why do we need a legal system

What is a Law? DonБt run with scissors in your hand! DonБt drive your car on the sidewalk! Do not steal your neighborБs property! How many times a day does someone tell you what to do? How often do you have to stop yourself from doing what you want, because you know that this action is prohibited or wrong? In the United States, it seems like we have laws, rules, and regulations to oversee just about everything.

We donБt always like these rules, since they often mean that someone is telling us what to do, or keeping us from doing what we want. Yet to live in a civil society, we must have some rules to follow. Who gets to make these rules? Where do they come from? What happens when we break them?

These are the questions this page will seek to answer for you. aws are rules that bind all people living in a community. protect our general safety, and ensure our rights as citizens against abuses by other people, by organizations, and by the government itself. б We have laws to help provide for our general safety. б These exist at the local, state and national levels, and include things like:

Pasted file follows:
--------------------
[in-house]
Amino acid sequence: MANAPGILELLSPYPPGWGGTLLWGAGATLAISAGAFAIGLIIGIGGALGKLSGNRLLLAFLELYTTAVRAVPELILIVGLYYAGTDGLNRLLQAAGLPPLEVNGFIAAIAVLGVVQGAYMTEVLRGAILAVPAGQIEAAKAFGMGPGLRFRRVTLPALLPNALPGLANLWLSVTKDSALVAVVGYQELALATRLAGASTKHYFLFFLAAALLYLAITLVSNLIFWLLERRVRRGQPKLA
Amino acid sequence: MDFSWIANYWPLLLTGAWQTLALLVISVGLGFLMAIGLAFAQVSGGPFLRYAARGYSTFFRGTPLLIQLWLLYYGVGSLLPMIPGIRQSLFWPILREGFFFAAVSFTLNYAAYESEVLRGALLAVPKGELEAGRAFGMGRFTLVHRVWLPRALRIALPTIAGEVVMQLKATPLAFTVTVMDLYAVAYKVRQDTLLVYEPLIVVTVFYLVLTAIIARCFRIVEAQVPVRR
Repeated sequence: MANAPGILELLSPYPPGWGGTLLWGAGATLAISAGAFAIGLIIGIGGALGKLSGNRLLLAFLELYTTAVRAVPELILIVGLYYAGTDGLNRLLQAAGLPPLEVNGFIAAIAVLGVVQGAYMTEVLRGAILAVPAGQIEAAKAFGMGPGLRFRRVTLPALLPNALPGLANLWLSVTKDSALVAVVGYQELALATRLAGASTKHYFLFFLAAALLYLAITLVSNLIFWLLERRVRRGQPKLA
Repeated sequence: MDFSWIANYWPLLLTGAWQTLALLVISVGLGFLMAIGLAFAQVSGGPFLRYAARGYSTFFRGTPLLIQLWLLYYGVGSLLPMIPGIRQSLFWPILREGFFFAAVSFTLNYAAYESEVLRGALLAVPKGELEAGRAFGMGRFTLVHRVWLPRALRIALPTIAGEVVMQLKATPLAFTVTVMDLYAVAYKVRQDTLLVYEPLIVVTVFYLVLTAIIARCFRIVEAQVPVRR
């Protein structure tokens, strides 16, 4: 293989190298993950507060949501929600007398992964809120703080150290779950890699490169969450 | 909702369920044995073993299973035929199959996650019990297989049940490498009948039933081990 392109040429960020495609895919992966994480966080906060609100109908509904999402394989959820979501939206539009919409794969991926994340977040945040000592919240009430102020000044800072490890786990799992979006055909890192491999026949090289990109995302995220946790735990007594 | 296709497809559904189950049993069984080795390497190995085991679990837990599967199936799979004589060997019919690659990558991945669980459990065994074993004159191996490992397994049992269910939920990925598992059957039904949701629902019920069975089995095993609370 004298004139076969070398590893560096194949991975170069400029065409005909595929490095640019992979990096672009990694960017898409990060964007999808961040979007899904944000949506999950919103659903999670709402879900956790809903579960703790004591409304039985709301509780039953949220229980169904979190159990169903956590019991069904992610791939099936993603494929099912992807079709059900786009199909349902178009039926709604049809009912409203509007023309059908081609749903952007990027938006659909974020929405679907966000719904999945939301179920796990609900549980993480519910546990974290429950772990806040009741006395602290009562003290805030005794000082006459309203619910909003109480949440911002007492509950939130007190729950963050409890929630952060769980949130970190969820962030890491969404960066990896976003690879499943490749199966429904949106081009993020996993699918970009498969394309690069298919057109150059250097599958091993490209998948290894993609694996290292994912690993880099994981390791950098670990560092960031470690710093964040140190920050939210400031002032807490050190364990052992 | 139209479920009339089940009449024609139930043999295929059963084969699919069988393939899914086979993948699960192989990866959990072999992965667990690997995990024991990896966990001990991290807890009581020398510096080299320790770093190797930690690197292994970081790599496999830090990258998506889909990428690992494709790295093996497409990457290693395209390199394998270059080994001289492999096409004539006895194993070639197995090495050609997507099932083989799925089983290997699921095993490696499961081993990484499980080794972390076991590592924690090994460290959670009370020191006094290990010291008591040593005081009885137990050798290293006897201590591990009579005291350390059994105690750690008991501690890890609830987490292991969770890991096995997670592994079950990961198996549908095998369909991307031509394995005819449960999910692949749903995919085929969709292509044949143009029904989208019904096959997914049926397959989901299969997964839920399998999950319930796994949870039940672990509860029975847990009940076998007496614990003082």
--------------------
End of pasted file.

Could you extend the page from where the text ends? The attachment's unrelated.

We also have laws that protect our rights as citizens, and which include things like: saw the law as an instrument of control by capital of the working classes.

Sometimes law appears to work in their favour but in reality only serving capital. Property laws in the UK serve well those that are landed and have goods and chattels.

This is not to suggest a conspiracy by capital, but simply how the system operates so that capitalism survives, and ergo the nation is more prosperous; it is axiomatic that law favours capital. Even legislation aimed at protecting the worker does not work against capital. Factory safety regulations found necessary following the industrial revolution may have been more about handicapping competitors than the welfare of workers.

The provision of schools and health care may have had more to do with providing an educated work force and a fit population from which to recruit soldiers than the general good of the population and of the individual.